Tensions between Islamabad and Kabul flared up on Wednesday after Prime Minister Yousaf Raza Gilani expressed ‘serious concerns’ over cross-border raids carried out by militants from Afghanistan into Pakistani territory, and called for a swift end to such raids.
As hundreds of militants from Afghanistan launched fresh attacks in Upper Dir, Premier Gilani telephoned Afghan President Hamid Karzai to discuss the situation.
“The prime minister expressed Pakistan’s serious concern over the activities of the militants along the Pakistan-Afghanistan border, especially in Dir, Bajaur, Mohmand (tribal agencies) on the Pakistan side and Kunar (province) on the Afghan side,” said an official handout issued by the Prime Minister’s Office.
Gilani told Karzai that Pakistan Army was exercising utmost restraint, despite repeated cross-border incursions by Afghan militants into Pakistan.
The situation, he said, needed to be defused quickly.
Pakistan has requested International Security Assistance Force (ISAF) to convene an immediate meeting for border coordination between regional commanders, the prime minister added.
He also requested the Afghan president to ask Isaf and Afghan military commanders to join Pakistan’s efforts to defuse the situation created by the militants and to avoid any further loss of life of innocent persons on both sides. The statement said President Karzai expressed serious concern over the situation and expressed readiness to send Isaf and Afghan commanders for a meeting to defuse the situation.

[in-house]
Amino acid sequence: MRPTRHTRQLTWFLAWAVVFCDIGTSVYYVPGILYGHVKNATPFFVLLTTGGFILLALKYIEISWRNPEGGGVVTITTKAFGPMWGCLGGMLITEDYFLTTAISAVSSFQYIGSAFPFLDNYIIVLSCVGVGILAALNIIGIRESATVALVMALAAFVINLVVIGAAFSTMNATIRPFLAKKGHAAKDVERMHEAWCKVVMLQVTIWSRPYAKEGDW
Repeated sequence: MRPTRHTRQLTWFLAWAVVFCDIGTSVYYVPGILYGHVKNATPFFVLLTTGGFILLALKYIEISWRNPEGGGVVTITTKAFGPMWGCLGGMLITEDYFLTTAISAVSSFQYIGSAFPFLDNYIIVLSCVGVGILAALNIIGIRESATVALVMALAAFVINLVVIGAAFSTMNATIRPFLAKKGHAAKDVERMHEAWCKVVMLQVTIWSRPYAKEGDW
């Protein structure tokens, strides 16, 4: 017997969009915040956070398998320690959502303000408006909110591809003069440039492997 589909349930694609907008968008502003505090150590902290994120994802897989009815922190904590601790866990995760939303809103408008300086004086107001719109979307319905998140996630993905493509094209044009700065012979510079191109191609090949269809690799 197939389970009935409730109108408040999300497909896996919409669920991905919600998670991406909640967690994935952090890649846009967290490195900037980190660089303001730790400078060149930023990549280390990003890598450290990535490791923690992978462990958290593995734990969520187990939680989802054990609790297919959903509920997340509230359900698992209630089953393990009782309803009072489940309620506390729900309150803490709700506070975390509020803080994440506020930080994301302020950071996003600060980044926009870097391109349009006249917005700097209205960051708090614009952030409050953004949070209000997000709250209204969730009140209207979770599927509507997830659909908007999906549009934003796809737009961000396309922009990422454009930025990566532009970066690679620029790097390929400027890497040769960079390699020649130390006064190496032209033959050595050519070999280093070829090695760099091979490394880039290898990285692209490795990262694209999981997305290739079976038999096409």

He said both countries should constantly remain in touch and jointly frustrate the evil designs of the militants.
“It is a trap of the militants, which can be thwarted through close coordination and understanding,” the Afghan President insisted.
This week, Pakistan and Afghanistan decided to establish a ‘military hotline’ to end border hostilities.
However, border incursions continued unabated and the latest militant attack from Afghanistan is reported to have killed at least five people in Upper Dir.
Pakistan says at least 55 members of the security forces and tribal police have been killed in cross-border raids by the militants from Afghanistan over the past month. Afghan officials, on the other hand, have complained that Pakistan has launched hundreds of rockets into eastern Afghanistan since May, killing at least 40 people.
Several hundred militants crossed into Pakistan from Afghanistan on Wednesday and attacked several border villages, triggering fierce gun battles with local militias in which at least two people were reported killed, officials said.
This is the latest spate of such cross-border attacks, which have raised tensions between Kabul and Islamabad and undermined efforts on both sides to crack down on extremist elements in tribal areas bordering Afghanistan.
Paramilitary troops and police were dispatched to the villages under attack in upper Dir district to help armed tribesmen there who are trying to fend off the insurgents, local police official Gul Fazal Khan said.
Security forces killed three militants and captured three others during the skirmishes, said Ghulam Mohammed, a top government official in upper Dir. Two members of a local militia fighting the militants were killed and two others wounded, he added.
Hundreds of militants staged a similar cross-border attack against villages in upper Dir on June 1, sparking off three days of fighting in which at least 25 soldiers and three civilians were killed, according to local officials.
Pakistan has pressed Afghanistan to do more to control extremists on its side of the border and prevent insurgents from crossing the border. It also blames the US for the recent attacks after American forces pulled out of Afghanistan’s eastern Kunar province over the past year to focus on other areas.
Pakistan Army denies it intentionally fired rockets into Afghanistan, but acknowledges that several rounds fired at militants conducting cross-border attacks may have landed over the border. Agencies
Published in The Express Tribune, July 7th, 2011.